Back to School
While Miron Construction projects represent a wide variety of industry sectors, one of our strengths lies in educational construction. During the past decade, Miron has made the grade on more than 100 educational projects, totaling more than $600 million. Our completed projects include elementary, middle and high schools, as well higher education facilities in the public and private sectors.
This past spring/summer, Miron worked on a number of educational projects, including school upgrades in the Sharon, Lake Mills and Hartford School Districts and additions and renovations in the Jefferson School District. Miron is also continuing work on the new Lakeshore Residence Hall and Food Service Facility on the UW-Madison campus and on projects at numerous other UW-campus locations.
Although summer is winding down, there’s still some time for a little fun before hitting the books. Here are some interesting facts to get everyone into the back-to-school swing of things:
- There’s no lead in a lead pencil. The primary component of all those freshly sharpened pencils, which will be put to use in the next few weeks, is graphite (a form of carbon) mixed with a clay binder. Lead has never been used as the marking substance in a pencil. (Source 1, Source 2)
- Crayola produces nearly three billion crayons each year, an average of 12 million daily. The average child in the United States will wear down about 730 crayons by his or her 10th birthday. (Source)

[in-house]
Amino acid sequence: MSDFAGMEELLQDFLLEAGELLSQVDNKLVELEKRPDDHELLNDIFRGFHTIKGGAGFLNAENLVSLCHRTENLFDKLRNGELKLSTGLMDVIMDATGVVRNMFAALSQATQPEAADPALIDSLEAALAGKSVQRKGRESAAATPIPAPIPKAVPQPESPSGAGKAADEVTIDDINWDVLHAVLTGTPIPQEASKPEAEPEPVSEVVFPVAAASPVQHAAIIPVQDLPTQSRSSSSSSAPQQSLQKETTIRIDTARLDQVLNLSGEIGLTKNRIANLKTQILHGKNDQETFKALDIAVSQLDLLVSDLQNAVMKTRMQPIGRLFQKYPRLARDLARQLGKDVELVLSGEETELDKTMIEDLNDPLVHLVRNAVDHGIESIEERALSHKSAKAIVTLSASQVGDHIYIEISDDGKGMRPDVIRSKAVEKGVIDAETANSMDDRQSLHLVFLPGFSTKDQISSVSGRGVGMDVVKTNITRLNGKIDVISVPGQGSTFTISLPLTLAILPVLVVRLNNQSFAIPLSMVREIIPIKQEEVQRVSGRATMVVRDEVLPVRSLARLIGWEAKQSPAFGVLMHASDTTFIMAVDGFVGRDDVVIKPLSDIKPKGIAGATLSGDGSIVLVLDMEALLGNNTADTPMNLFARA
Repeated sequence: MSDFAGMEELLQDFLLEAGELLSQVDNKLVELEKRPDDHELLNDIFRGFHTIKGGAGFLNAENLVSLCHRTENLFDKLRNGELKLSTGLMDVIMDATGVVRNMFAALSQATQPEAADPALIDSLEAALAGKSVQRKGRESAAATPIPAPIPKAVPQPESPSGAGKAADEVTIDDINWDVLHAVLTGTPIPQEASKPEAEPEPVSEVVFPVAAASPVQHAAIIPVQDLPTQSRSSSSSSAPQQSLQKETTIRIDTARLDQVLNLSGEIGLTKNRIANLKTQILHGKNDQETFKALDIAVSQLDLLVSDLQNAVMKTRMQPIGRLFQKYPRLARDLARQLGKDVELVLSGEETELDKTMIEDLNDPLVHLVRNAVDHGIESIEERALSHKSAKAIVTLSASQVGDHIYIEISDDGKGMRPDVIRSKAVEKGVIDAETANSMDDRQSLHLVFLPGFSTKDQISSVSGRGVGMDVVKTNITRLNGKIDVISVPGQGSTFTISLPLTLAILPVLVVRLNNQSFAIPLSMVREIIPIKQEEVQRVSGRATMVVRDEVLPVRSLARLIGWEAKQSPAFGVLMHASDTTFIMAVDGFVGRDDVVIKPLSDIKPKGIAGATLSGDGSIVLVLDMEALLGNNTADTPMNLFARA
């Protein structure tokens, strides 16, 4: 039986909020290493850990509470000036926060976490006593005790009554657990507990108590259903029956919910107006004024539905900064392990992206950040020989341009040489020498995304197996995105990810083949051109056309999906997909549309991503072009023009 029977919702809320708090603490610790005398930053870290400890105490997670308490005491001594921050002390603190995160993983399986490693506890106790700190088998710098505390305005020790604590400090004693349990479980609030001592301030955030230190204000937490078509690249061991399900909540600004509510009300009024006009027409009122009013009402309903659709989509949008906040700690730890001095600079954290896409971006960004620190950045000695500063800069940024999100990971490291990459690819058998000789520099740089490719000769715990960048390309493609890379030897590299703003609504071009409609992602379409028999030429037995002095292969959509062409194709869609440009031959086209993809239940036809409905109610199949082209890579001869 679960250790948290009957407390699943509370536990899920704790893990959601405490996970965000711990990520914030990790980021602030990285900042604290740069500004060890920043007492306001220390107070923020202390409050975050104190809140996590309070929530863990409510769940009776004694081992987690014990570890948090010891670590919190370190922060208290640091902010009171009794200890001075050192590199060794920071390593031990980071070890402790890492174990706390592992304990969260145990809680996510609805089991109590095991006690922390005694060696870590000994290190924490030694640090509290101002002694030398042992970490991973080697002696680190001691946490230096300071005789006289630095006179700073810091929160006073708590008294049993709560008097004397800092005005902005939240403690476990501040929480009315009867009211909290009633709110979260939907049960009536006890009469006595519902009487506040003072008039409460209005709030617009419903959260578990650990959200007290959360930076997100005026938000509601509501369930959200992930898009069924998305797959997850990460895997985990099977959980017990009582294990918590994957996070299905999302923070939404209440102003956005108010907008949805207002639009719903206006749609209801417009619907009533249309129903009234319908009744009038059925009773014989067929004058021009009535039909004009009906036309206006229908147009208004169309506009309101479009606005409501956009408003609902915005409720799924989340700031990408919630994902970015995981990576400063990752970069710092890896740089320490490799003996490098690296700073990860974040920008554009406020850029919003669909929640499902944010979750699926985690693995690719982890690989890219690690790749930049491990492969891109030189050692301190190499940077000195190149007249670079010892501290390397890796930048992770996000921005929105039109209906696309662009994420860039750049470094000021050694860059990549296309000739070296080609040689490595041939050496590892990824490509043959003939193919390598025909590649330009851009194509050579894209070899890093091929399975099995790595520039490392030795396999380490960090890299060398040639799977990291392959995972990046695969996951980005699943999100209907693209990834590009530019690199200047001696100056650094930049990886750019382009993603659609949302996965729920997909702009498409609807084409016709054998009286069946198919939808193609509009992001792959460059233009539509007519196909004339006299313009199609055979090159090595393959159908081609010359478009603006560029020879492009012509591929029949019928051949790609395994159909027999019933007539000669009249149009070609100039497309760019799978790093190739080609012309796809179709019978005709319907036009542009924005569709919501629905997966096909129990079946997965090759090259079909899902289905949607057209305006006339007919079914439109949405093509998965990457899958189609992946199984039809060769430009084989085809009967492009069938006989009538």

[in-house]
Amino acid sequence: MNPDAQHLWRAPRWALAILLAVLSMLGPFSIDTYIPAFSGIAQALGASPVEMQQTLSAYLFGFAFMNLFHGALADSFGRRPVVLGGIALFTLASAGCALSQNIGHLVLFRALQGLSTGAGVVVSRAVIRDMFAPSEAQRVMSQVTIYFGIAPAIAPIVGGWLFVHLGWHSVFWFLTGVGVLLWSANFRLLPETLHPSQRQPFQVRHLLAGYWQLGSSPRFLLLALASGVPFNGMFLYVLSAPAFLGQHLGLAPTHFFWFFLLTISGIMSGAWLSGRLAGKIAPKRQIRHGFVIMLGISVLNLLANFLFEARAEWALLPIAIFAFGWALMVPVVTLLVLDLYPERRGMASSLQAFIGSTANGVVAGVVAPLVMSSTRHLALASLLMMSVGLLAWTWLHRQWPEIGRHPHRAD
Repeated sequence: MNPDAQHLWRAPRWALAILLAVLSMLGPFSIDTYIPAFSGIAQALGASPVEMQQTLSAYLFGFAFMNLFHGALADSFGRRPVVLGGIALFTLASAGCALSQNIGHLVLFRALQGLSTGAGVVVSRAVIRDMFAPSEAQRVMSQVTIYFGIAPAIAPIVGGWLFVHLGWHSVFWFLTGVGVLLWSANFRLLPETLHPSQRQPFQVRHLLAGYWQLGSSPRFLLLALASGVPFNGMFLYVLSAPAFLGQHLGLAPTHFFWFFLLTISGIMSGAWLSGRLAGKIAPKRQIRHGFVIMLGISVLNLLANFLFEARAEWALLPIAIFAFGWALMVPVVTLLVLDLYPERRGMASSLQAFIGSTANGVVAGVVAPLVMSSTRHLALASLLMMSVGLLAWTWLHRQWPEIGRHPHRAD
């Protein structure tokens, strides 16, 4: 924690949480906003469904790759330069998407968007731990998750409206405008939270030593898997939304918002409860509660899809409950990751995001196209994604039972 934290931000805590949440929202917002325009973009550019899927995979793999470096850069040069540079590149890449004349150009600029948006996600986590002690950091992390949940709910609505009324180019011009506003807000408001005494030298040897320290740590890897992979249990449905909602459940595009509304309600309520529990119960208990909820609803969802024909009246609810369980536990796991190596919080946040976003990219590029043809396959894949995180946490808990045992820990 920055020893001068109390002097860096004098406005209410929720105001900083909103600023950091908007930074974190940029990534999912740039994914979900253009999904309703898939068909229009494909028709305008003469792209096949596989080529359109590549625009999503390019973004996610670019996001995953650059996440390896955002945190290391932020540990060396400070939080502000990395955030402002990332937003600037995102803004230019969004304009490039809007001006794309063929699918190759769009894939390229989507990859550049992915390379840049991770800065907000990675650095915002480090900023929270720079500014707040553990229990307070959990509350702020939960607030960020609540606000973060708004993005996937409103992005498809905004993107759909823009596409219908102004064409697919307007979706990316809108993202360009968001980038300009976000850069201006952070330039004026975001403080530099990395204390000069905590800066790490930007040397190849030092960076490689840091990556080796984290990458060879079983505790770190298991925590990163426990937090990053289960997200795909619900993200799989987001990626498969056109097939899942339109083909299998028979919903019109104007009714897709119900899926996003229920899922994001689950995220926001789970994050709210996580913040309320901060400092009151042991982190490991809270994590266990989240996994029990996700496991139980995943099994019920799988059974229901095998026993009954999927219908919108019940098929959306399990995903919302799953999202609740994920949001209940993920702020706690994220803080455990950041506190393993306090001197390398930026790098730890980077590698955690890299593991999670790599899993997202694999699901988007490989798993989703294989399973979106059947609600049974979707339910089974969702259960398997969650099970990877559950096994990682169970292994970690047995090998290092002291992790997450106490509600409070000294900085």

- Though pink is the preferred color for erasers among American school children, erasers are made of rubber compounds and can be dyed virtually any color. (Source)
- Who is the namesake of Elmer’s Glue? The standard school glue used by generations of students was first made by the Borden Company, a dairy and food producer, in the 1950s. Borden used the image of Elsie the Cow as their mascot. Elmer the Bull was Elsie’s husband. Borden no longer owns Elmer’s Glue, but Elmer continues to grace the labels. (Source)
- The spiral notebook was born in the 1930s. It was featured as a new innovation in “Popular Mechanics” and patented in 1938.
Image purchased from iStock.